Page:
‘Black Panther: Wakanda Forever’: Read The Screenplay For Ryan Coogler And Joe Robert Cole’s Emotional Marvel Film

Editors noteDeadline’s Read the Screenplay series debuts and celebrates the scripts of films that will factor in this year’s movie awards races.

In 2020, the tragic loss of Black Panther star Chadwick Boseman sent writer-director Ryan Coogler into a tailspin. While in the early stages of pre-production for the anticipated sequel that would become Marvel/Disney’s Black Panther: Wakanda Forever, Coogler nearly quit filmmaking altogether.

“I was at a point where I was like, ‘I’m walking away from this business,’” Coogler said in a recent interview. “I didn’t know if I could make another movie [or] another Black Panther movie because it hurt a lot. I was like, ‘Man, how could I open myself up to feeling like this again?’”

In an interview with Deadline, Coogler would go on to explain that it was through rewatching old footage or reminiscing about the 2018 Black Panther press tour — namely a Time magazine cover shoot that included him and Boseman — that rekindled his passion for working again. “[That] shoot is one of my fondest memories, hanging out with him while we were promoting [the first] film. He was just chill,” Coogler said. “So, it just reminded me that I wanted to have something, while we were making the film, to remind us what we were doing it for. He was a big deal for us, and it was great to bring the world in on how we felt about him.”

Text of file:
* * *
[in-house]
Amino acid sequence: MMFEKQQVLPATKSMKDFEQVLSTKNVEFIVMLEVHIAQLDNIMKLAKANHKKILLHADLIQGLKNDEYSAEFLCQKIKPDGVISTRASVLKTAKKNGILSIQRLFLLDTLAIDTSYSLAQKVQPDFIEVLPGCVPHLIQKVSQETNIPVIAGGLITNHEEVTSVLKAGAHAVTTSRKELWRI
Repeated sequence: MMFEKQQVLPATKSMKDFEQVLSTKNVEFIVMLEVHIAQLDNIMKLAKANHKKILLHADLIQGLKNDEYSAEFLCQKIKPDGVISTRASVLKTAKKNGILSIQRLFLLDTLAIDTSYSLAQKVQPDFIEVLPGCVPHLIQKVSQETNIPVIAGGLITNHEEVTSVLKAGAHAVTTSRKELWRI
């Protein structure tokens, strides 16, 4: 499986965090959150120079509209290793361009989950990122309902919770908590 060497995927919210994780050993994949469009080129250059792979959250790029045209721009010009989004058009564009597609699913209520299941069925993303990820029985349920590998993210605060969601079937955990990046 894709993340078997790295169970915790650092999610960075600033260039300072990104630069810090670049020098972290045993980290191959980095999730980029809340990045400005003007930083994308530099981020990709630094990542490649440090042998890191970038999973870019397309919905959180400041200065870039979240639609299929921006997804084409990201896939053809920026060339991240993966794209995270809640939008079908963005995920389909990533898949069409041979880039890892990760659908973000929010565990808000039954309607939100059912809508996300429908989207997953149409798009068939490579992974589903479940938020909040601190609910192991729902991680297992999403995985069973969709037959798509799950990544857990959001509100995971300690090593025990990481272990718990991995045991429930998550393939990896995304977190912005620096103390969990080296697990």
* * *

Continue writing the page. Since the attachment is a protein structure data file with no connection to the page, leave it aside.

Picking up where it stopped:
Co-written with Joe Robert Cole, Black Panther: Wakanda Forever is an emotionally resonant film where the impact of T’Challa’s death is felt not only by his native Wakandans but also by the world at large. In the movie, the kingdom of Wakanda finds itself under attack by world leaders and a seafaring tribe of indigenous warriors as they navigate the tremendous loss of Boseman’s King T’Challa. Shuri (Letitia Wright), Queen Ramonda (Angela Bassett) and the Dora Milaje must find the strength to forge a new path for their nation. 

Coogler and Cole had the nearly insurmountable task of penning a script that could somehow move the story forward without its titular character. Luckily, the result was a powerful film about the effects of grief, loss and finding the strength to carry on in spite of it all.

The film opened in November and has grossed $442 million domestically and $823.8 million worldwide, making it No. 6 on the list of top-grossing movies in 2022.

Click below to read the script for Black Panther: Wakanda Forever, with its working title at the time “Summer Break.”

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